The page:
The Drum Major Instinct
Nearly 51 years ago, on February 4, 1968 – and just 63 days before his assassination – Dr. King delivered his famous The Drum Major Instinct sermon at Ebenezer Baptist Church in Atlanta, GA. (You may listen to the entire sermon here.) Excerpts from this sermon were played at his nationally televised funeral, also at Ebenezer Baptist Church, on April 9, 1968.
Today we review and reflect on his words in celebration of Martin Luther King, Jr. Day 2019.
A. Description of the Drum Major Instinct:
Dr. King begins his sermon by describing what is the Drum Major Instinct, using the question of Jesus by James and John that they be allowed to sit at the right and left of Jesus in heaven as his Biblical text (Mark 10).
“And there is deep down within all of us an instinct. It’s a kind of drum major instinct—a desire to be out front, a desire to lead the parade, a desire to be first. And it is something that runs the whole gamut of life… We all want to be important, to surpass others, to achieve distinction, to lead the parade… Now in adult life, we still have it, and we really never get by it. We like to do something good. And you know, we like to be praised for it.”
B. Consequences of the Drum Major Instinct:
Dr. King then discusses several destructive consequences that come from a Drum Major Instinct.
- “If it isn’t harnessed, you will end up day in and day out trying to deal with your ego problem by boasting. Have you ever heard people that really become sickening because they just sit up all the time talking about themselves. And they just boast and boast and boast, and that’s the person who has not harnessed the drum major instinct.”
- “It causes you to lie about who you know sometimes.”
- “And the other thing is that it causes one to engage ultimately in activities that are merely used to get attention.”
- “…when one fails to harness this instinct, they end up trying to push others down in order to push themselves up… Do you know that a lot of the race problem grows out of the drum major instinct? A need that people have to feel superior.”
“The great issue of life,” Dr. King says, “is to harness the drum major instinct.”
C. Responses to the Drum Major Instinct:
As he concludes his sermon, Dr. King returns to the life and words of Jesus in order to remind us of how we should respond to our own, natural Drum Major-ness… And, oddly, and surprisingly, it was NOT to dismiss the Drum Major Instinct within us.
“Yes, don’t give up this instinct… Don’t give it up. Keep feeling the need for being important. Keep feeling the need for being first. But I want you to be first in love. I want you to be first in moral excellence. I want you to be first in generosity.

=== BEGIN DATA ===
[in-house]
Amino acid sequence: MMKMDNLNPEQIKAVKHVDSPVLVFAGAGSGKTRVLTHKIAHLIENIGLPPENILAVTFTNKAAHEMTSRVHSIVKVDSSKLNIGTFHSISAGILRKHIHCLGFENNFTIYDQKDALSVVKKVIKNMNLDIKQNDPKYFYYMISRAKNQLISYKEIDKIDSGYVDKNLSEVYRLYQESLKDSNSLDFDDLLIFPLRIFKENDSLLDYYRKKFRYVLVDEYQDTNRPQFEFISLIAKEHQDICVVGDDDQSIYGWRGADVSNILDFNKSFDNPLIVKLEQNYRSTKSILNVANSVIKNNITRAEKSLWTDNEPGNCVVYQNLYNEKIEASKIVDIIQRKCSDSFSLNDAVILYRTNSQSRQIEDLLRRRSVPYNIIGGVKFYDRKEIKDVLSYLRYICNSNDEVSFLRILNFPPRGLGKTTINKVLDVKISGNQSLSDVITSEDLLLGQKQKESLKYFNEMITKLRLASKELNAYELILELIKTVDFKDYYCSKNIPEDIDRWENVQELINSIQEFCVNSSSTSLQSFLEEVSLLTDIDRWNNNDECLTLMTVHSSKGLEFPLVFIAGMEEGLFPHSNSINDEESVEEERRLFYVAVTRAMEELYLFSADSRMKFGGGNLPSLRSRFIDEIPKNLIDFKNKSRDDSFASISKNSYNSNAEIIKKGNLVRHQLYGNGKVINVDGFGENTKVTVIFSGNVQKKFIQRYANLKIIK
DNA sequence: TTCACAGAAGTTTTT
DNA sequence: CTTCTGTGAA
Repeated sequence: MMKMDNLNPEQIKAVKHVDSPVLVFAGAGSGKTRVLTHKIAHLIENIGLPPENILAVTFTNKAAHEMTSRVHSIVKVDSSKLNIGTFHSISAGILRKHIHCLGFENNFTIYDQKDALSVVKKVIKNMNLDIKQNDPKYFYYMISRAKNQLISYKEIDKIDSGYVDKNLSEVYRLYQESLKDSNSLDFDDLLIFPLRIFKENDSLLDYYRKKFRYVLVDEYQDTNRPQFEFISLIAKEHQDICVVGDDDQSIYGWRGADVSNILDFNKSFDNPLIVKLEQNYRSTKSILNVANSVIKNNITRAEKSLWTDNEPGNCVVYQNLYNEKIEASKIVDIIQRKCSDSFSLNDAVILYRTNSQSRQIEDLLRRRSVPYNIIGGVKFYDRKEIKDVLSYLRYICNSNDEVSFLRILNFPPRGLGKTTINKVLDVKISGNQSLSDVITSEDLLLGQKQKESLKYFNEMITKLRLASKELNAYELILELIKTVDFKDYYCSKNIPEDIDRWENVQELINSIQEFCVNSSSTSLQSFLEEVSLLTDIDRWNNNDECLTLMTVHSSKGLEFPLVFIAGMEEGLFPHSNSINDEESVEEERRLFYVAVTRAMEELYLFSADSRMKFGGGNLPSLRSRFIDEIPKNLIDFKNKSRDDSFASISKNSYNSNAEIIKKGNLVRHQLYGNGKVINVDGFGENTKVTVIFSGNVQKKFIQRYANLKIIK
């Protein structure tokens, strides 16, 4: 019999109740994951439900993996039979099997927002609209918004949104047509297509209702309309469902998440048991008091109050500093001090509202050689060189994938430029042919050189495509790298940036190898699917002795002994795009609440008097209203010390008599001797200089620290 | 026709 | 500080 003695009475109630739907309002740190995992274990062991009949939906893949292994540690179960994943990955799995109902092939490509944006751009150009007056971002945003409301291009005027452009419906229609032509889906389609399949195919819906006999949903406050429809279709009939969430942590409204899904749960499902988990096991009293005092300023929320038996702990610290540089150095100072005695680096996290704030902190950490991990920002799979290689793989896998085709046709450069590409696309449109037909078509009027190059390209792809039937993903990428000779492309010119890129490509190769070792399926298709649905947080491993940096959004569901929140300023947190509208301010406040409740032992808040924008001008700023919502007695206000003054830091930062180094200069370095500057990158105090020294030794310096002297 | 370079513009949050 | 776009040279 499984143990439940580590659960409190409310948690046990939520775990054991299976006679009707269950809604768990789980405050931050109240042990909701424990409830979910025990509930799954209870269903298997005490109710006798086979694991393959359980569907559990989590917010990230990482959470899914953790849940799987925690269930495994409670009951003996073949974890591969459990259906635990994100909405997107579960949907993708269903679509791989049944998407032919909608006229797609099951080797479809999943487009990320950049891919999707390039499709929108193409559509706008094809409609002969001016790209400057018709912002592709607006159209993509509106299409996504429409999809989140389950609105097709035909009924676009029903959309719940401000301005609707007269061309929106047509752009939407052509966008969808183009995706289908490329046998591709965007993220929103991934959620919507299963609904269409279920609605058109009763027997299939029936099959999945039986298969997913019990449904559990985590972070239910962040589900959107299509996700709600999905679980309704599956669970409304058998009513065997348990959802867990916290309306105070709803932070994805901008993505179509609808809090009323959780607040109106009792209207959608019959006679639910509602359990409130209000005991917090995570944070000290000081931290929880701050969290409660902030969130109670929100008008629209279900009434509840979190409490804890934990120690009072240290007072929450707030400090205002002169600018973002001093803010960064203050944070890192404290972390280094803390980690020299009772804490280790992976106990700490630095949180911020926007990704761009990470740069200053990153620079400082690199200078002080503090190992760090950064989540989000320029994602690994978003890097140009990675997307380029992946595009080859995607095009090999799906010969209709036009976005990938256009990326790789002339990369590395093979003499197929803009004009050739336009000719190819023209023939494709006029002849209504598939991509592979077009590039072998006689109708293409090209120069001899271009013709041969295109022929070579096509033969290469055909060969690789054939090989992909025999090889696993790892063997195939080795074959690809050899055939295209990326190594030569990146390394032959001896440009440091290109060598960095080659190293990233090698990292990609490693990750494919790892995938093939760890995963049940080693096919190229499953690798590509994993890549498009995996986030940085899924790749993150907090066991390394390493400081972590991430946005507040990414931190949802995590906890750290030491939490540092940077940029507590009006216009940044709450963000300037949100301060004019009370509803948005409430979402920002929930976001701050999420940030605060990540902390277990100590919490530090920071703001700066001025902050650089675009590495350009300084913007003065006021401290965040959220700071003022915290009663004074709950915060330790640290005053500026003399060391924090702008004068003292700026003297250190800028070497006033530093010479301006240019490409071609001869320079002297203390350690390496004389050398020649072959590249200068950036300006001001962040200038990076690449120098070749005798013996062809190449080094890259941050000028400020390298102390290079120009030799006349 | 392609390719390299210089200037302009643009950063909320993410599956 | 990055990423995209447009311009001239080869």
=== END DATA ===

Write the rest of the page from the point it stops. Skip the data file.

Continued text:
And so Jesus gave us a new norm of greatness. If you want to be important—wonderful. If you want to be recognized—wonderful. If you want to be great—wonderful. But recognize that they who are greatest among you shall be your servant. That’s a new definition of greatness…
The thing that I like about it: by giving that definition of greatness, it means that everybody can be great, because everybody can serve. You don’t have to have a college degree to serve. You don’t have to make your subject and your verb agree to serve. You don’t have to know about Plato and Aristotle to serve. You don’t have to know Einstein’s theory of relativity to serve. You don’t have to know the second theory of thermodynamics in physics to serve. You only need a heart full of grace, a soul generated by love. And you can be that servant.”
There is a great democracy – a great whoever – in this definition of greatness. Jesus initiates a kingdom where ALL can be great because ALL can serve, with Christ as our example. “Whoever wants to become great among you must be your servant, 27 and whoever wants to be first must be your slave— 28 just as the Son of Man did not come to be served, but to serve, and to give his life as a ransom for many.” (Mark 20:26-28)
We’re grateful this day for the wisdom and words of Dr. King to remind us of and inspire us towards this Biblical ethic.
And it is this spirit of Christian love – the instinct to be great in service, for His glory – that we seek to offer equal and quality education to the schools and students of our great city, “so that we can make of this old world a new world.”